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The Rule of Rewards

"Ya Never Know What Yer Gonna Get!"


What is a reward?
Anything your dog wants badly enough to work to earn it.  Food, toys, a game with you!
Access to things the dog wants:  to go through a doorway, sniff a tree, or meet another dog. 


VARIETY is key.
*Food, games, toys, etc. A reward does not appear until AFTER the behavior. The reward is contingent on the dog offering the correct behavior cued by the trainer. The behavior drives the reward. When building a new behavior, you will reward each and every correct repetition until the dog is confident and the behavior is on cue. This is called a "fixed ratio" - 1 behavior : 1 reward. When the foundation is solid, you will move to a variable schedule - random reinforcement for successful behaviors at a predetermined level of performance.


What is a bribe? 

Bribing should be avoided. A bribe is offered BEFORE the behavior. "If you do "X" I will give you "Y". The dog then has the opportunity to decide if the reward is worth doing "X". Trainers often unknowingly reward refusal by pulling out a better offer when the dog fails to respond. Example: Dog doesn't respond to the come command, so the trainer pulls out a really GOOD reward and waves it around, hoping the dog will respond. Trainers who over-use lures long after the dog needs them, may accidently teach their dogs that the food in the hand is PART of the cue. These are the people who "can't get rid of the food."



See also: "Bribes vs Rewards" from Nancy Tucker: "Recently, someone remarked, "What? You STILL need to carry treats for your dog??" "Well, no. Of course I don't need to. But why on earth wouldn't I? During our walks, I can come across plenty of perfect opportunities to toss him a reward to let him know he's done something I liked."


What is a lure?
A lure is used to entice the dog into the desired physical position. It is a temporary phase of early training designed to "get" the behavior so you can mark and then reward it. The lure is used to show the dog what about his behavior will be rewarded. Once the dog assumes the behavior readily, you must fade the lure and any physical or environmental prompts that may accidently get connected to the cue. Is your dog overly-dependent on the lure? Watch him. Is he attending to the signal? or obsessing about the location of the reward? If he's focused on you, the holder of the information, not the location of the food, he understands the game.


What is the very best reward to give your dog?
The lowest value reward your dog will work to earn. (This can vary with the environment and distraction level.) Grade your rewards. Know what your dog values and reserve the great ones for more distracting situations and excellent work. Let your dog know ‘how good' his response was, by establishing a perceivable difference in the level of reward. If we start off with the very best rewards for very simple behaviors, then we have nothing better to give when the dog becomes more skilled.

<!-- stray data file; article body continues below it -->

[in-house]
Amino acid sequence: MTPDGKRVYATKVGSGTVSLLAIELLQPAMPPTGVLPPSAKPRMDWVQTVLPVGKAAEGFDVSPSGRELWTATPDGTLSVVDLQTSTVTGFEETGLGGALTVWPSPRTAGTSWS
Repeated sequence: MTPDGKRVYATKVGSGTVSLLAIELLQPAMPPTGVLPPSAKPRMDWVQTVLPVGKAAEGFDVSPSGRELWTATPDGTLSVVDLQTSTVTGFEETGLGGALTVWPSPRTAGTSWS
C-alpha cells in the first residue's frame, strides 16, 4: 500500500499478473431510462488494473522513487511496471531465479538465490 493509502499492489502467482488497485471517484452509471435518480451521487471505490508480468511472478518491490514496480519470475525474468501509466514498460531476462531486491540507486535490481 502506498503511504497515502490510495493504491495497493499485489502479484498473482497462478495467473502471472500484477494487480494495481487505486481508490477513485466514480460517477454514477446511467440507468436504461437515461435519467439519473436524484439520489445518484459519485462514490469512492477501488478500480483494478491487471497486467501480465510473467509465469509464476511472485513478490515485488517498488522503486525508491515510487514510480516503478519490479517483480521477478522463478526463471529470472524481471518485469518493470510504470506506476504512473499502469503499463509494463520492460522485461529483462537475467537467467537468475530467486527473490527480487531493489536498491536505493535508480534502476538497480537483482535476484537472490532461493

What is a jackpot?
A jackpot is a surprise bonus "woo-hoo" reward. It should be "better" or "more" -- it must be something that makes the dog go "WOW! How do I make THAT happen again?" Give jackpots for training break-through's, ah-ha moments and extra effort. Don't waste the "good stuff" on everyday average-level work. Reserve favorite and high value rewards for high-quality work and jackpots. If the behavior was "wow-worthy" you might break out his all-time favorite what-ever to celebrate!























Acquiring phase - reward every response
Perfecting phase - reward only the best responses
Maintenance phase - reward unexpectedly for excellence





What is a reward?

A reward is anything that your dog is willing to work to earn.


What is a good reward for my dog?

Only your dog has the answer. A reward is not a reward if it has little or no value to your dog.


"A reward's intensity is strictly dependent on the dog's perception of its intensity. A dog who does not particularly enjoy playing fetch would find a tennis ball a very low intensity reward (and possible rate it as no reward at all.) For a retrieving fanatic, you might not find anything that had greater intensity. I know dogs that would disregard entire steaks if their favorite bumper or ball were offered, and others who will accept a toy but far prefer food. Still others will pass up food or toys in exchange for exuberant, highly physical praise from their handler, eating the liver or grabbing the ball only after the emotional peak has passed." - Suzanne Clothier


"What kind of food rewards should I use?"

Size, texture and smell Training treats should be small, soft, tasty and quickly swallowed. It is best if they are aromatic - smelly!) At home or in non-distracting places that your dog is comfortable, his own dog food kibble or small dry treats will be fine. In class, at the park or around hard-to-resist distractions, your food-power must be greater than the distraction your dog faces.


Some suggestions:
Cubed Happy Howie meat roll ("canned" dog food in sausage form). Cubed lean meat: chicken, turkey, beef, lamb, lean hamburger patty. Organ meats - liver, kidney, beef heart, chicken liver. Low-fat cheese (string cheese, mozzarella or Swiss - go easy on the cheddar, it's high in fat. Thinly sliced and quartered wieners, pre-cooked meatballs, luncheon meat. Non-sugary breakfast cereal, croutons, goldfish crackers, flavored rice cakes. Peanut butter sandwich or cheese melted between two flour tortillas - rolled flat with a rolling pin and cut into squares with a pizza cutter. Is your dog picky and hard to motivate? Try canned cat food or water-packed tuna on a spoon. Some dogs really like carrots, banana chips and other vegetables and fruits, although they are rarely aromatic enough in high stress or distracting situations.